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A big story broke in medialand this week with AOL’s purchase of The Huffington Post. Amid concerns about the long-term effect of media consolidation on journalism came this gem from HuffPost’s Peter S. Goodman, which I found through Poynter’s Romenesko:

“In the sort of journalism I am interested in practicing here, I want my reporters to reject the false idea that you simply poll people at both extremes of any issue, then paint a line down the middle and point to it as reality. We have to reject the tired notion that objectivity means the reader can get all the way to the bottom of the story and not know what to think. We do have to be objective in our journalism, but this does not mean we are empty vessels with no ideas of our own, and with no prior experiences that influence what we ultimately deliver … .”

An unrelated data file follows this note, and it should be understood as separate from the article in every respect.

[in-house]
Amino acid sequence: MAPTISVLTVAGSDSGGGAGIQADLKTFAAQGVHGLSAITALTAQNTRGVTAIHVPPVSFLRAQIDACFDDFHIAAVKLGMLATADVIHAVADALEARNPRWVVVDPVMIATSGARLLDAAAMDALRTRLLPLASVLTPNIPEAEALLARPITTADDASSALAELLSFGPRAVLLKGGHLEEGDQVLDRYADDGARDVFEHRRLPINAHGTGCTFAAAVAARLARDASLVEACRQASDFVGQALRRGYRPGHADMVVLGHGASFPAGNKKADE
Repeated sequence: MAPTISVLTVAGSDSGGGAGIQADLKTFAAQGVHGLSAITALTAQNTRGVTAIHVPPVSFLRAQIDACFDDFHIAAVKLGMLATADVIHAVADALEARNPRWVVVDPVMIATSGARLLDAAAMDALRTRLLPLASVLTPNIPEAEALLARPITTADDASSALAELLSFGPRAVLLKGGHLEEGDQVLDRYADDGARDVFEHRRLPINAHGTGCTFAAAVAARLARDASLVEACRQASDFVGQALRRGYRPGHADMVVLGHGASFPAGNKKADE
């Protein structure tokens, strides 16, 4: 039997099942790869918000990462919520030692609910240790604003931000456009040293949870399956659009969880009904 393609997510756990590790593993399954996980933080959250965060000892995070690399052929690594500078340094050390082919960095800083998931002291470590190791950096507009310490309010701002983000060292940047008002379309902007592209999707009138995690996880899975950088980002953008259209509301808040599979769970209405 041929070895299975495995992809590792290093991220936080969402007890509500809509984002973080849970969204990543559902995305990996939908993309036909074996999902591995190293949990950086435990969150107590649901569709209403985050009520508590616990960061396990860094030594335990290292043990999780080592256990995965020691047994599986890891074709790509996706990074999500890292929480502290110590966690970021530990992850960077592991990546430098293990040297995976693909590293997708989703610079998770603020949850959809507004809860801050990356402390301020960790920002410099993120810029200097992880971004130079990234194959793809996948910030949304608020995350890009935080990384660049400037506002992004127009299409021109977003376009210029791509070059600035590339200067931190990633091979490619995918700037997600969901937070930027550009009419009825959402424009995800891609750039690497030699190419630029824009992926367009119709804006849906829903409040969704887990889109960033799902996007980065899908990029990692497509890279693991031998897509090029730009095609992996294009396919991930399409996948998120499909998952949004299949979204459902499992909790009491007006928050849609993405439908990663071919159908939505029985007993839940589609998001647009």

Goodman’s column – which should be required reading for every reporter – focused mostly on political and business coverage, but its underlying messages apply to all forms of journalism. He was particularly eloquent about objectivity, transparency and diversity:

“… [O]bjectivity means that we conduct a fully open-minded inquiry. We do not begin our reporting with a fully-formed position. We do not adhere to the contentions of one think tank or political party or government organ as truth. We don’t write to please our friends or sources or interest groups. Rather, we do our own reporting, our own independent thinking, our own scrutinizing. But at the end of that process, we offer a conclusion, and transparently so, with whatever caveats are in order. …

“And this sort of objectivity is the real argument for diversity in newsrooms – the need to ensure that we have people in place who can tell a greater range of stories, so that we collectively see and understand the breadth of the American experience.”

Amen, brother.